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Residential Substitution of Off-peak for Peak Electricity Usage under Time-of-Use Pricing

Douglas W. Caves and Laurits R. Christensen

Year: 1980
Volume: Volume 1
Number: Number 2
DOI: 10.5547/ISSN0195-6574-EJ-Vol1-No2-4
View Abstract

Abstract:
This article reports on the methodology, procedures, and conclusions from the first phase of our econometric analysis of the Wisconsin Time-of-Use (TOU) Electricity Pricing Experiment.' Dur-ing Phase I, which took place during the summers of 1976 and 1977, we confined our attention to assessing consumer ability and/or willingness to shift electricity usage from peak to off-peak (P/OP)



An Integrated Framework for Energy Pricing in Developing Countries

Mohan Munasinghe

Year: 1980
Volume: Volume 1
Number: Number 3
DOI: 10.5547/ISSN0195-6574-EJ-Vol1-No3-1
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Abstract:
In recent years, decisionmakers in an increasing number of countries have realized that energy sector investment planning and pricing should be carried out on an integrated basis, e.g., within the framework of a national energy master plan that determines energy policy, ranging from short-run supply-demand management to long-run planning. However, in practice investment planning and pricing are still carried out on an ad hoc and at best partial or subsector basis. Thus, electricity and oil subsector planning have traditionally been carried out independent of each other as well as independent of other energy subsectors. As long as energy was cheap, such partial approaches and the resulting economic losses were acceptable, but lately, with rising energy costs and changes in relative fuel prices



Loan Management: Rationing Versus Peak Load Pricing

Sanford V. Berg

Year: 1981
Volume: Volume 2
Number: Number 1
DOI: 10.5547/ISSN0195-6574-EJ-Vol2-No1-6
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Abstract:
Rising costs in the electric utility industry have focused attention on ways to control or adjust kilowatt-hours (kWh) consumed during certain hours of the day. The economist's solution has tended to involve support for peak load pricing (PLP). In theory, PLP structures are supposed to reflect the opportunity cost to society of providing electricity at particular hours. However, the problem of measuring marginal opportunity costs is difficult at best, and few electricity-pricing schemes that have been proposed set prices equal to marginal opportunity costs. Furthermore, there are costs involved in using price signals: monitoring hourly electricity consumption involves further capital expenditures; consumer acceptance and understanding of complex pricing schemes is questionable; and, even if the "correct" signals are given, it is not clear that residential (and other) consumers are responsive to higher prices during periods of peak usage, and this ambiguity complicates the electric utility planning process.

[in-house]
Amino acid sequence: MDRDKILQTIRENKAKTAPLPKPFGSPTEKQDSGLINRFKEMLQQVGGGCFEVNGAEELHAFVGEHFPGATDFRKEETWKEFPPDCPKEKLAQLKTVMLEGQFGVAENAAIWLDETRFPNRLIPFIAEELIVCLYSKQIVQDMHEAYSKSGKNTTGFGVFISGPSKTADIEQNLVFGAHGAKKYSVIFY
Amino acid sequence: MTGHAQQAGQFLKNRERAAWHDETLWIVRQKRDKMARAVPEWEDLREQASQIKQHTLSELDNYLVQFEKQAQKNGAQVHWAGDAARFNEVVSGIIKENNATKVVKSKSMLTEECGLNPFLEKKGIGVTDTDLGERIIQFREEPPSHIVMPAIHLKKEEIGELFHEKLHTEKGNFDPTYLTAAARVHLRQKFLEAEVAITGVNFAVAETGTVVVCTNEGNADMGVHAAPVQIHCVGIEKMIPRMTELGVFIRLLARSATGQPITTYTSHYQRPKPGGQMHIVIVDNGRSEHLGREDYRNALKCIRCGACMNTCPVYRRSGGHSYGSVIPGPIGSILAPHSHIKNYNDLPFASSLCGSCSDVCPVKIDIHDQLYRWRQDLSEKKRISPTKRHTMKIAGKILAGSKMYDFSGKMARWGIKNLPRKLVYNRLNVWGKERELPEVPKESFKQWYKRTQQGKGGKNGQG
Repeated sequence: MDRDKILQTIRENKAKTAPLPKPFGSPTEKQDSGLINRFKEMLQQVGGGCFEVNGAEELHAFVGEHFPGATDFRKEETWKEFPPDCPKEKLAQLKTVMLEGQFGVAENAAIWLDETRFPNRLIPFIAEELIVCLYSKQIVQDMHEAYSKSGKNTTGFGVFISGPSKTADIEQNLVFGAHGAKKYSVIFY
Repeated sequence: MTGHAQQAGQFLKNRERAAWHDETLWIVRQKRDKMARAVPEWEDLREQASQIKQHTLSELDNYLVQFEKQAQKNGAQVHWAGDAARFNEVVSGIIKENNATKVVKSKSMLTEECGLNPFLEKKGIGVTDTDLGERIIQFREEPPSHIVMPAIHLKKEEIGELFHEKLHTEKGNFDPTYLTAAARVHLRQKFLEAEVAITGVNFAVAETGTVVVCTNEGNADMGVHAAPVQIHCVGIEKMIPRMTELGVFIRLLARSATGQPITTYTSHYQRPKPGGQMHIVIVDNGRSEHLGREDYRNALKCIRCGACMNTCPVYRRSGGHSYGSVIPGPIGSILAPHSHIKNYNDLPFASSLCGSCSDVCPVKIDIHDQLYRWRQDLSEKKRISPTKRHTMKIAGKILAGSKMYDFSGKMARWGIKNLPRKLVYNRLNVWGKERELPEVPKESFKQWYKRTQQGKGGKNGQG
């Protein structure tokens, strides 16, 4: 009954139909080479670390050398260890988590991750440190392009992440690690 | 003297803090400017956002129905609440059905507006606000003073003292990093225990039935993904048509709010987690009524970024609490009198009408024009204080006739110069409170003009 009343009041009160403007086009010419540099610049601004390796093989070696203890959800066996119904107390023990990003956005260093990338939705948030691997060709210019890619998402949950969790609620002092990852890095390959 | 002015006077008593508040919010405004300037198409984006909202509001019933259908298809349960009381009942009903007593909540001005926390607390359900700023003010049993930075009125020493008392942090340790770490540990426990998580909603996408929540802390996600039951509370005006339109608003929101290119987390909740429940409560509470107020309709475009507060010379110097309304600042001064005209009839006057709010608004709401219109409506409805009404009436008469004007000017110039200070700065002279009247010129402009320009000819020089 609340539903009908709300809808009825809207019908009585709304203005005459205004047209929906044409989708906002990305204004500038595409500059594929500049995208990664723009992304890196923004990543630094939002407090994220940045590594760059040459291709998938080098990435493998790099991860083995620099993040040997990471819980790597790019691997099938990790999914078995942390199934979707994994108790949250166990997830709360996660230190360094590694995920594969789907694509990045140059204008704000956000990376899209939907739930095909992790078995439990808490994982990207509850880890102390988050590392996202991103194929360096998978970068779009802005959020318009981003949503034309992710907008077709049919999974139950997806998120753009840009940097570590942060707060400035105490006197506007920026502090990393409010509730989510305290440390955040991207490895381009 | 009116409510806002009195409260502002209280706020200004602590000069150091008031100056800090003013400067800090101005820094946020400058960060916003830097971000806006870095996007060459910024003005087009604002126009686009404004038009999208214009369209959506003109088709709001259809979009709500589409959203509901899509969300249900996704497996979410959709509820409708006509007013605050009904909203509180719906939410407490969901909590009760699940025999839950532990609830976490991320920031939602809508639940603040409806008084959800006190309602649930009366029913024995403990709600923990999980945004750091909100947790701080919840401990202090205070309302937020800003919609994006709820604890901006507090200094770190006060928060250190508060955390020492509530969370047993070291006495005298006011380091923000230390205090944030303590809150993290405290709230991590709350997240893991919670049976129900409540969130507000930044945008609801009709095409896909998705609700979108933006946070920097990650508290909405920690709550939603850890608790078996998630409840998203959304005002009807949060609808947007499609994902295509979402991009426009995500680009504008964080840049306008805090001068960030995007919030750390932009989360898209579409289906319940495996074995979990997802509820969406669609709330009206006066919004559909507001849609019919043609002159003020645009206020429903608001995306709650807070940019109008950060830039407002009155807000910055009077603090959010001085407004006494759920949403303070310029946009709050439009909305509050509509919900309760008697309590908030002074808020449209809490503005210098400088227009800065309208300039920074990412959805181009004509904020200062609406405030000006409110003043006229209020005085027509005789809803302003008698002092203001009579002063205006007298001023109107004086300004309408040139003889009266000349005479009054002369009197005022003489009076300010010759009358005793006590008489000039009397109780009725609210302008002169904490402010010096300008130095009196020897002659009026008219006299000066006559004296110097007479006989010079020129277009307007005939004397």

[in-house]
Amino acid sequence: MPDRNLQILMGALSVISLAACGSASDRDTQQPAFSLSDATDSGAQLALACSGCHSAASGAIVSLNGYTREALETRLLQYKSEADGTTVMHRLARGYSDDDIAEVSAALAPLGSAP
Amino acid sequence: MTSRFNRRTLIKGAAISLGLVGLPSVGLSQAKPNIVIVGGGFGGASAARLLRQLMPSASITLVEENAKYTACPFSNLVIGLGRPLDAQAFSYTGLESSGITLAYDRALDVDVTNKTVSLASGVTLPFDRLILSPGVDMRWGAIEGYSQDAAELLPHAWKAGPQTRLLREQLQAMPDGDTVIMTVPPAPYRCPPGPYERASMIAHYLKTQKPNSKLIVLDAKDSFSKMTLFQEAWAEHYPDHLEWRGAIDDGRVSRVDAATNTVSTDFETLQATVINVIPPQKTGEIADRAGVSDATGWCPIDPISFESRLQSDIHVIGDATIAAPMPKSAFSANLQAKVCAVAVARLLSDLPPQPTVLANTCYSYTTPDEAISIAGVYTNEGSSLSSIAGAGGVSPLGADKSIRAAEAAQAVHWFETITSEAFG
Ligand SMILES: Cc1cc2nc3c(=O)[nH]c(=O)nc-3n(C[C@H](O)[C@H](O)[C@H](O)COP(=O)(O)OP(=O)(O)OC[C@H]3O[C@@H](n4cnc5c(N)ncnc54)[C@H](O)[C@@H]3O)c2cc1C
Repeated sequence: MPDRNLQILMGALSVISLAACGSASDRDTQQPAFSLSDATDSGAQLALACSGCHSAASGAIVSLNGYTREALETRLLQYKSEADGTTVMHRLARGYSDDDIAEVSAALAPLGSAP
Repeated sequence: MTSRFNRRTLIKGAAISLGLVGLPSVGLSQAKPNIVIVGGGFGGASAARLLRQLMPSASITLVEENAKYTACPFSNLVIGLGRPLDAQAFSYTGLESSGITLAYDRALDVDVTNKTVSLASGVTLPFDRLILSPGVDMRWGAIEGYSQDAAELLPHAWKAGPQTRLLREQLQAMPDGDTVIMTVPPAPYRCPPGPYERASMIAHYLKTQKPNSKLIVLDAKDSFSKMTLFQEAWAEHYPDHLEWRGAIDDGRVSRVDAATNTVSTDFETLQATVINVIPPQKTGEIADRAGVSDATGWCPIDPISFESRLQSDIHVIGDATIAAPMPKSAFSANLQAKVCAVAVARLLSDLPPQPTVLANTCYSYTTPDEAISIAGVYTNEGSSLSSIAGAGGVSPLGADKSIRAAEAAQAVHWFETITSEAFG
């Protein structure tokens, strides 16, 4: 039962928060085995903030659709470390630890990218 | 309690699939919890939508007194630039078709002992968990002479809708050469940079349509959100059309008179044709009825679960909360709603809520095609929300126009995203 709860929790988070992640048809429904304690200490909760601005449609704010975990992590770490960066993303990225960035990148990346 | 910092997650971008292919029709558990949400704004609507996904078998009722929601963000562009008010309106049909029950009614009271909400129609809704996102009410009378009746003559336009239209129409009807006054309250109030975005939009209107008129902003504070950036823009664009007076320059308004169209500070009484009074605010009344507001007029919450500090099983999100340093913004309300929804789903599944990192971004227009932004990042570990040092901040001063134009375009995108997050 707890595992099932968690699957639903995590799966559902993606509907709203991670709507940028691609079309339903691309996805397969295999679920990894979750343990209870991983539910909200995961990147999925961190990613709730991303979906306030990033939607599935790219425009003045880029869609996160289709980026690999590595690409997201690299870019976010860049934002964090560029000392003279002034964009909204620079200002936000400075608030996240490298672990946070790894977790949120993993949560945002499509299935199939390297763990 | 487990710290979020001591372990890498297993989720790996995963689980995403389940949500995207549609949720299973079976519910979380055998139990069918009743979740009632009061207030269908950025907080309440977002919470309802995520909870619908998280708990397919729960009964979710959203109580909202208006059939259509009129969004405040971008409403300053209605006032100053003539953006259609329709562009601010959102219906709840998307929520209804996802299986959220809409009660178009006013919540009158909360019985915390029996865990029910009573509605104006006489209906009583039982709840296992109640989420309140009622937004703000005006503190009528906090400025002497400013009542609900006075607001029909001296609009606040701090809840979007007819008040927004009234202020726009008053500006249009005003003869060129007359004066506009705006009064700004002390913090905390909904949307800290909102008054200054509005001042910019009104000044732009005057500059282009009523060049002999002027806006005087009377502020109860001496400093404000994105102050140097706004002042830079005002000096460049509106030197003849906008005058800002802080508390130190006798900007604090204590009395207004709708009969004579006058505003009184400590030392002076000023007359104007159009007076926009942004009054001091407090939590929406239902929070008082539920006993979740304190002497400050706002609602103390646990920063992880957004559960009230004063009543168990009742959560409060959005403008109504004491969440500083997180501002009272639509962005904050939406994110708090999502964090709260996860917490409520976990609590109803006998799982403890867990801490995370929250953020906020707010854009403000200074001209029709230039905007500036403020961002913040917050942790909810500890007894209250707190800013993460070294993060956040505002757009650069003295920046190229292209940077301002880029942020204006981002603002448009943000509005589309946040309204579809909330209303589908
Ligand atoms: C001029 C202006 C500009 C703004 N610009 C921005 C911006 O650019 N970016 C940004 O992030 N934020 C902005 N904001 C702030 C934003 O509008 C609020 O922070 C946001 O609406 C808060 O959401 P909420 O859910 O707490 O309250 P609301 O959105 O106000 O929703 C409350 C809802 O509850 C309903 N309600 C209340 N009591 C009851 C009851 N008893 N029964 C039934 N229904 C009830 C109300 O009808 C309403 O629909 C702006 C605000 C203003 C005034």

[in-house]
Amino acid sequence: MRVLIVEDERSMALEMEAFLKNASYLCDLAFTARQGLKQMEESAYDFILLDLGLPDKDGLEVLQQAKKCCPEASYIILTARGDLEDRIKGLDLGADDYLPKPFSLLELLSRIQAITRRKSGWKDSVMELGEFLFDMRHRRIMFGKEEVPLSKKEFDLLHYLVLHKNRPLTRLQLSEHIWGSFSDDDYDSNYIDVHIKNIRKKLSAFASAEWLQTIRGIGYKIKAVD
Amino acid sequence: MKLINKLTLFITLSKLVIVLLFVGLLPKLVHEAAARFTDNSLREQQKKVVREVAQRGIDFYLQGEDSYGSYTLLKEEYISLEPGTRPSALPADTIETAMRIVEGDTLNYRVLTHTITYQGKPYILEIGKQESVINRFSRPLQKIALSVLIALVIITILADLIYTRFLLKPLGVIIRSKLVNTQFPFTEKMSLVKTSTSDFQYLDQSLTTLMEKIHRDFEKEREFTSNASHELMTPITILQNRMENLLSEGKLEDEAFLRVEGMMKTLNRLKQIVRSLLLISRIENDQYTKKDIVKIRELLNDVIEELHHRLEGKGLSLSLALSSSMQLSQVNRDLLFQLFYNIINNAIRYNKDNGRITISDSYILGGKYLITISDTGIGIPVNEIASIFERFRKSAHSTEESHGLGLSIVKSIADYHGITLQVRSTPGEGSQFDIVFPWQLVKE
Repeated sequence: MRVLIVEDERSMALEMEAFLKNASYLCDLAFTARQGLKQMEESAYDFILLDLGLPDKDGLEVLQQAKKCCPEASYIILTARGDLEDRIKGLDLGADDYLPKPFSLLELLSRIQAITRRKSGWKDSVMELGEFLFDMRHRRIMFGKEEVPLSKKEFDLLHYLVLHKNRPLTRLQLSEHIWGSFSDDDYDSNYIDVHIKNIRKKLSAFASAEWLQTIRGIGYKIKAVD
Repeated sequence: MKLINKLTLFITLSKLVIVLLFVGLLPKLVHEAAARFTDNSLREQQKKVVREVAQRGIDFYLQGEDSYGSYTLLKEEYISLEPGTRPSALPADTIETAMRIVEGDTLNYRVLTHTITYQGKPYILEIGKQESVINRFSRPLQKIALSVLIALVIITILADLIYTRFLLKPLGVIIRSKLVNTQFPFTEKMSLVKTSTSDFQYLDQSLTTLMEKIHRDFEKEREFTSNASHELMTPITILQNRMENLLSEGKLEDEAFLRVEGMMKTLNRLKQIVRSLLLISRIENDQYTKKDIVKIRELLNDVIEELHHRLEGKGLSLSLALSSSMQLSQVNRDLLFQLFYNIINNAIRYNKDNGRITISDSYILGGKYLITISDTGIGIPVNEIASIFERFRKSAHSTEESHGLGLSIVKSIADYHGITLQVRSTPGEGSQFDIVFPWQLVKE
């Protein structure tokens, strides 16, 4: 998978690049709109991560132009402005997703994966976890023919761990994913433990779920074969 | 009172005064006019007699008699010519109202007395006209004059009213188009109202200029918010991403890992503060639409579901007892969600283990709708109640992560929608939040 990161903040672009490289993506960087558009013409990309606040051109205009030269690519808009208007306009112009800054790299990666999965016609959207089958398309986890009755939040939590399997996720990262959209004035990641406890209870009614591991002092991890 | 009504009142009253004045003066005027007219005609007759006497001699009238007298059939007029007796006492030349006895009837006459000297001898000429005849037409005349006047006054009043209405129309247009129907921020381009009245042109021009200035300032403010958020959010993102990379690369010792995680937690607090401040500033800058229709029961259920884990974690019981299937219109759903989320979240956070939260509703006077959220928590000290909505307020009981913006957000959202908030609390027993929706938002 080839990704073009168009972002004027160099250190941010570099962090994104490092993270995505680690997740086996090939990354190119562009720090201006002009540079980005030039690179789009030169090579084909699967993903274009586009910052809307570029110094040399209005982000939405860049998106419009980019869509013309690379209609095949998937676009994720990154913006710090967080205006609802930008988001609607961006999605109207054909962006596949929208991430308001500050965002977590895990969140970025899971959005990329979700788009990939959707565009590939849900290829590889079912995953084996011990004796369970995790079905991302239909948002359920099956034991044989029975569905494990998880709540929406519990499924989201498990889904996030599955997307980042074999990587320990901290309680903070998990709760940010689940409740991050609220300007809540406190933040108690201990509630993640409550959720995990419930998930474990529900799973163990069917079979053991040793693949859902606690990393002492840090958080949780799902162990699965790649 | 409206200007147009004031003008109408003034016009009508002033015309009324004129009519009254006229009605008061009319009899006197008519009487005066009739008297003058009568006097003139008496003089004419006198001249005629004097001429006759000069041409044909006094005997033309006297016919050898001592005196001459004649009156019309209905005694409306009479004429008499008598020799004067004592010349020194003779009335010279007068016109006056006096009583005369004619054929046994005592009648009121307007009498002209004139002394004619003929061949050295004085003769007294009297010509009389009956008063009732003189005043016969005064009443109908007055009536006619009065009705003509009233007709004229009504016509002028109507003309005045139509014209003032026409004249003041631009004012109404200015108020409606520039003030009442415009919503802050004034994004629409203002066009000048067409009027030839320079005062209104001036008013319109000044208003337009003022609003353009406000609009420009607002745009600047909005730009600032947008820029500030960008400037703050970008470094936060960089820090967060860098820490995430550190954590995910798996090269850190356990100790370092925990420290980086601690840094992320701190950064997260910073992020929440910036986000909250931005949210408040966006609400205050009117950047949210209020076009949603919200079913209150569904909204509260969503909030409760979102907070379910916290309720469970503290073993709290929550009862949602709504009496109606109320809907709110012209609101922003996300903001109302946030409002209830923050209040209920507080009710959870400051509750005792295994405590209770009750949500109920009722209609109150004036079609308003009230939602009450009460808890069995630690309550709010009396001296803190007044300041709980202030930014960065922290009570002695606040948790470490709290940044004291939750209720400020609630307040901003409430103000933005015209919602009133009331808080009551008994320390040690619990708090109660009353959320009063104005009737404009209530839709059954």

Industrial and Commercial Demand for Electricity by Time-of-Day: A California Case Study

Chinbang Chung, Dennis J. Aigner

Year: 1981
Volume: Volume 2
Number: Number 3
DOI: 10.5547/ISSN0195-6574-EJ-Vol2-No3-7
View Abstract

Abstract:
Recently there has been much interest in time-of-use (TOU) pricing structures for electric utilities. TOU pricing reflects more closely than conventional pricing the cost components of supplying electricity, which vary over the course of a single day as well as over days of the week and seasons of the year. Although such pricing structures have long been used in Europe, they did not receive much attention in the United States prior to 1974.



Costs and Benefits of Residential Time-of-Use Metering

David Huettner, Jack Kasulis, and Neil Dikeman

Year: 1982
Volume: Volume 3
Number: Number 3
DOI: 10.5547/ISSN0195-6574-EJ-Vol3-No3-6
View Abstract

Abstract:
During the past few years interest in time-of-day (TOD) pricing has grown in the electric utility industry. Federal regulations, par-ticularly the Public Utility Regulatory Policy Act (PURPA), plant licensing problems, and the extremely high cost of new utility plants along with regulatory commission unwillingness to pass on higher costs to consumers have all played a part in this process. As the results of various TOD experiments have become available, interest has naturally turned to assessing costs and benefits.



Power Factors and the Efficient Pricing and Production of Reactive Power

Sanford V. Berg with the assistance of Jim Adams and Bob Niekum

Year: 1983
Volume: Volume 4
Number: Special Issue